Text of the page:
Discover Tybee Island National Wildlife Refuge (NWR)
Tybee NWR began on May 9, 1938 as a breeding area for migratory birds and other wildlife.
The majority of the 100-acre refuge is covered with sand deposits from the U.S. Army Corps of Engineers' dredging activities in the Savannah River.
The more stable portions of the island are densely covered with such woody species as eastern red cedar, wax myrtle, and groundsel. Saltwater marsh borders parts of the island. At low tide the shoreline provides a resting and feeding place for many species of migratory birds.
The refuge is located in the mouth of the Savannah River, adjacent to the Georgia state line and directly opposite Fort Pulaski National Monument which is 12 miles east of Savannah on U.S. Highway 80. Tybee NWR is closed to public use.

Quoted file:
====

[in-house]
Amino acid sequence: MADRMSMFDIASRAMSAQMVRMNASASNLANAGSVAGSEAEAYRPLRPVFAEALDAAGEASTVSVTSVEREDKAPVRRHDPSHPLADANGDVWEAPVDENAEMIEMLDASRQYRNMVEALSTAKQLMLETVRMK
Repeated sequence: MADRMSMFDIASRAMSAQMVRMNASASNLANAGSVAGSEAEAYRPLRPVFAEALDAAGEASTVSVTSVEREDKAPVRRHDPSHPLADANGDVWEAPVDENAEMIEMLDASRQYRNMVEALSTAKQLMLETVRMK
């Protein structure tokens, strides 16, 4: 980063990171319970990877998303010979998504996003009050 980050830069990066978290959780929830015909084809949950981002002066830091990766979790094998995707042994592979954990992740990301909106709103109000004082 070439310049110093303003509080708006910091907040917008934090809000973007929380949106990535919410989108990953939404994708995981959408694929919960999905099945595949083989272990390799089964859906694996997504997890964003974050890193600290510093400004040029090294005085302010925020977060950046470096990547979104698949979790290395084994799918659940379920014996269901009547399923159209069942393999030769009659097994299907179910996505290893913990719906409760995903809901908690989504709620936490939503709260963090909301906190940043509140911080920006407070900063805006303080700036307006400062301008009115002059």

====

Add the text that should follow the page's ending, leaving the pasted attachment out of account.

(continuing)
Tybee NWR is one of seven refuges administered by the Savannah Coastal Refuges Complex. This chain of national wildlife refuges extends from Pinckney Island NWR near Hilton Head Island, South Carolina, to Wolf Island NWR near Darien, Georgia. Between these lie Savannah (the largest unit in the complex), Wassaw, Tybee, Harris Neck, and Blackbeard Island refuges.
Together they span a 100-mile coastline and total 56,949 acres. The Savannah Coastal Refuges are administered from headquarters located in Savannah Georgia.